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S4, Ep 4 The Quiet Revolutionary: The View From Westminster

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Episode 4 of The Quiet Revolutionary: the heroic role played in a Plot to Assassinate the King by someone you’ve all heard of, Series 4 of our ‘The Truth Lies in Bedtimes Stories from See Through News’ podcast

In Episode 4, Series 4 The View From Westminster, we shift perspective from a Shoreditch tavern to the apex of the Establishment, and visit the private chambers of the Prime Minister himself.

Written, Produced & Narrated by SternWriter

Audio Production by Samuel Wain

Next: Episode 5, The Plot

Like all stories, it’s best to start at the beginning:

Episode 1, Dad, Me and Jimmy P.

Episode 2, The Cauldron

Episode 3, The Pint-Pot Paperweights

Episode 4, The View from Westminster

Episode 5, The Plot

Episode 6, The Physician’s Dilemma

Episode 7, The Privy Council

Episode 8, A Different Kind of Activism

Episode 9, A Tale of Two Wheezes

Episode 10, Be Nice To Old Ladies

Or if you’d like to hear all 10 episodes in one go, here’s the omnibus edition.

If you suffer from, or know anyone who suffers from, what Dr. Gerald Stern called ‘this cruel disease’, do consider joining this See Through News administered Facebook Group.

The Quiet Revolutionary is a podcast by The Truth Lies in Bedtime Stories, from See Through News.

See Through News is a non-profit social media network with the Goal of Speeding Up Carbon Drawdown by Helping the Inactive Become Active.

If you enjoyed this series, please share it with others, and try our other stories.


Podcast Transcript

Episode 4: The View From Westminster

Let’s leave the huddled wigs of our three concerned citizens.  

Let’s leave the Shoreditch Tavern, and rise above the world of James Parkinson and his patients, John Smith and his books, George Higgins and his.. Well whatever concerns a Chemist’s Shop-man…

Let’s swoop above the clattering hovels of the weavers of Hoxton. 

Let’s escape the malodorous fumes oozing from the furniture workshops of Hackney.

Soaring higher, in the shadowy side-streets of the multiplying theatres of Shoreditch, we glimpse the Ladies of the Night, as they pursue their trade. 

Inside the theatres, actors, famous and infamous, perform for the feathers and cummerbunds of the capital’s fashionable set.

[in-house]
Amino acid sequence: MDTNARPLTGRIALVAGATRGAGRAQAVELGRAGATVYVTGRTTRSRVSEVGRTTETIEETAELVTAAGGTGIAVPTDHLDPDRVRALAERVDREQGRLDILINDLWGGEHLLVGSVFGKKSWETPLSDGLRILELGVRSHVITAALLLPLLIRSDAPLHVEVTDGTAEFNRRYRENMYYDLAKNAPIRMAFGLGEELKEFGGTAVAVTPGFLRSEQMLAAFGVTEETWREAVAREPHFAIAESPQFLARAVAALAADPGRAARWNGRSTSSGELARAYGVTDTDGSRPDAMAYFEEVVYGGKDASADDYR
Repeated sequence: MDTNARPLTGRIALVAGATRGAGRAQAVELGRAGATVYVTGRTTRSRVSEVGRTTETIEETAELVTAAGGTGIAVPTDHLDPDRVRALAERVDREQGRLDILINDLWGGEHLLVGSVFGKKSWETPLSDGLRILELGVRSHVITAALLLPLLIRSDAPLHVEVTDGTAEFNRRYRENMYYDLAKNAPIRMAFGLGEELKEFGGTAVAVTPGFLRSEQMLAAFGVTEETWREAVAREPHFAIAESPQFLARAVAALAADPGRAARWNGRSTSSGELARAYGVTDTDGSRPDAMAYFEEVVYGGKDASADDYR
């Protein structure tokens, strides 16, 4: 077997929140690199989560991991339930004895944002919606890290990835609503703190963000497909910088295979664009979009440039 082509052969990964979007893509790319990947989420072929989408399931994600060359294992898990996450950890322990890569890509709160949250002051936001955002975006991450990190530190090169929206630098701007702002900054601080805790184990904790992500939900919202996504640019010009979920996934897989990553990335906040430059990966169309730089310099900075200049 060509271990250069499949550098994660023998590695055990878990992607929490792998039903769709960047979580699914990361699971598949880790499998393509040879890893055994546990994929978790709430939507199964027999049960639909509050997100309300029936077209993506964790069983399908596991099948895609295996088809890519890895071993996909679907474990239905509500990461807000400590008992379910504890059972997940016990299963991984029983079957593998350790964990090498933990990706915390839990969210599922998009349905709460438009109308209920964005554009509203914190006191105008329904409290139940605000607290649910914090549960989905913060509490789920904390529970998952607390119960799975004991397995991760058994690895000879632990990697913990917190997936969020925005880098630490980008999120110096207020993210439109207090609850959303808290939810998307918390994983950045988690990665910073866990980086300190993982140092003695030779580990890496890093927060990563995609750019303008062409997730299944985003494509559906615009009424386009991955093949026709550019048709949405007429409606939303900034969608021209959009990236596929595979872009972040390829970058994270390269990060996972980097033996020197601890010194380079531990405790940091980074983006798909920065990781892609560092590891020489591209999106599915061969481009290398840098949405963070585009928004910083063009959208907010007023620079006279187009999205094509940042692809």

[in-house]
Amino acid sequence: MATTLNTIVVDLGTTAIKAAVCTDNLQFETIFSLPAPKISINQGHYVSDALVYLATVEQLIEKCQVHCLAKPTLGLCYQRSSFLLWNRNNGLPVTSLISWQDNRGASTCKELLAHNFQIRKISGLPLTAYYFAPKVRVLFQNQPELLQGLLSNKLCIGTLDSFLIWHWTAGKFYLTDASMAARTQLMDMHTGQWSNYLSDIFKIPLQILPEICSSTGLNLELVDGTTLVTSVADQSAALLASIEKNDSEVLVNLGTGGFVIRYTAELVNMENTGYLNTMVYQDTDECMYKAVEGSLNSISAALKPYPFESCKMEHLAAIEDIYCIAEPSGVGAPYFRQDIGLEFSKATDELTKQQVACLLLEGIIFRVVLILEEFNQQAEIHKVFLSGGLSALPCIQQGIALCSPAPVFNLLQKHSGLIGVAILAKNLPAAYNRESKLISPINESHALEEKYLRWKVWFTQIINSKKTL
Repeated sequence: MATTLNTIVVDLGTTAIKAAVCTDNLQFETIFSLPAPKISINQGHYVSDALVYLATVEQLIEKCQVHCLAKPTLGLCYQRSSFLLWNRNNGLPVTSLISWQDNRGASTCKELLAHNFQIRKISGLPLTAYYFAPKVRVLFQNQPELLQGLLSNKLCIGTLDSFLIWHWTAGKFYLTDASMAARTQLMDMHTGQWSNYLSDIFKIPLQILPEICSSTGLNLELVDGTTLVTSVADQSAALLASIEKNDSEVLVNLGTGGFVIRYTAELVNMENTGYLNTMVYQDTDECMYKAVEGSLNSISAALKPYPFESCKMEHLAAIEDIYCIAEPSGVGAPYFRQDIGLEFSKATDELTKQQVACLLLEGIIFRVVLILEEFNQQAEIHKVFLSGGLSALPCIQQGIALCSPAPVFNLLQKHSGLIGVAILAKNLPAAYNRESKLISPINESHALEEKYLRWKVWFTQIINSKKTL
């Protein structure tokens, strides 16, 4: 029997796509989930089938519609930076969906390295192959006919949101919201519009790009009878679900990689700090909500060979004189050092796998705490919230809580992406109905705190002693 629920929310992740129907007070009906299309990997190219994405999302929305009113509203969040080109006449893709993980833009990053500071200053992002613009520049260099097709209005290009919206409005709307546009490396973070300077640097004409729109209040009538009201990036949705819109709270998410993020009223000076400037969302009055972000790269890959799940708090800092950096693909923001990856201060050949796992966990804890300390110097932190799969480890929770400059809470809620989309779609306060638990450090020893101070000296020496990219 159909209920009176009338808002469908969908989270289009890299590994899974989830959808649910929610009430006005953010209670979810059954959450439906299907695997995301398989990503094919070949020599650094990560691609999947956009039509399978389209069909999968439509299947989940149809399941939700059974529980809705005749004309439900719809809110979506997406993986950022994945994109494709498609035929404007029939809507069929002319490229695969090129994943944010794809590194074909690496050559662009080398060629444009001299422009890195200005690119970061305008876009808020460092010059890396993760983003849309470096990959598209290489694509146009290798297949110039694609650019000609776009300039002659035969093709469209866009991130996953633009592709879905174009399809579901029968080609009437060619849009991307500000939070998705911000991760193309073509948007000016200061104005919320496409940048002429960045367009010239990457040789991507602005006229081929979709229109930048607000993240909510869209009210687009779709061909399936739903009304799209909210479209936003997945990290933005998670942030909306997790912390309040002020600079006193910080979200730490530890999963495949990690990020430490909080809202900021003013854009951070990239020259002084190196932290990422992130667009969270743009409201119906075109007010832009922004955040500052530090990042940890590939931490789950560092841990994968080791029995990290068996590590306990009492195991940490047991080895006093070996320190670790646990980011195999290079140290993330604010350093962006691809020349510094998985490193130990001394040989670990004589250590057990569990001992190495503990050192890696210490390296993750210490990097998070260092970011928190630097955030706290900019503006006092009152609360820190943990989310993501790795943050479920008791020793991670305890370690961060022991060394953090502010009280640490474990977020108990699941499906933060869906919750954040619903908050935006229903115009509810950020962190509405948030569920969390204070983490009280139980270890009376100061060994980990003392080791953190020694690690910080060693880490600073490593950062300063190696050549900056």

But our sights are set even higher. 

Let’s head south to the river, and follow the twinkling lights of the ferry boats and barges upstream until we spy –  the Palace of Westminster.

Let’s alight at the pinnacle of Parliament, the apex of the Establishment, no less a perch than the private chamber of the Prime Minister himself, William Pitt the Younger! 

If we peek in his window, what do we see?

Pitt sits by a fire, whose flickering flames illuminate deepening lines on his face. He sips a glass of brandy, and reads a pamphlet.

They call him Pitt the Younger to distinguish him from his father, and predecessor as Prime Minister, Pitt the Older.  

Pitt the Younger is still only 35, but starting to look older. 

With the King bouncing between sanity and …and the opposite… with every bout of his monarch’s malady, the fate of the nation weighs heavier on Pitt’s shoulders.

What a time to have a weak King!

By the time George the Third has appointed his second Pitt as Prime Minister, revolution has already cut adrift Britain’s American colonies. 

Will Pitt the Younger be remembered as the man at the helm when England herself is sunk by its own Jacobin revolutionaries?  

What course can the Prime Minister steer? 

John Scott, his Attorney-General and spymaster, keeps bringing him reports of the plots of those chattering artisan classes. 

In meetings, Scott brandishes the pamphlets they publish under bizarre names, warning of their efforts to sway the masses with their upstart nonsense.

Pitt has one such pamphlet open on his lap, by someone calling themselves Old Hubert. 

Pitt  said nothing at their morning meeting, when the Attorney-General, puce with outrage, had thrust it across the table at him.

A knock at the door, and speak of the Devil.  

The servant’s announcement dies on his lips, as the Attorney-General himself barges past him. Scott waits to hear the door click shut, and gives his Prime Minister a perfunctory bow. 

For months now, John Scott, the most senior lawyer in the land, the spider at the centre of his web of spies and informers, has been bringing Pitt reports of plots and conspiracies. 

This Attorney-General doesn’t see his job as merely executing the law – John Scott has a higher purpose – resisting Revolution, at any cost.

As his Prime Minister, a lawyer himself, likes to dryly remark, Scott has proved himself to be as capable of Making up Laws, as of Making them.

Scott retorts that if he does so, it’s only because he feels The Nation Is In Peril.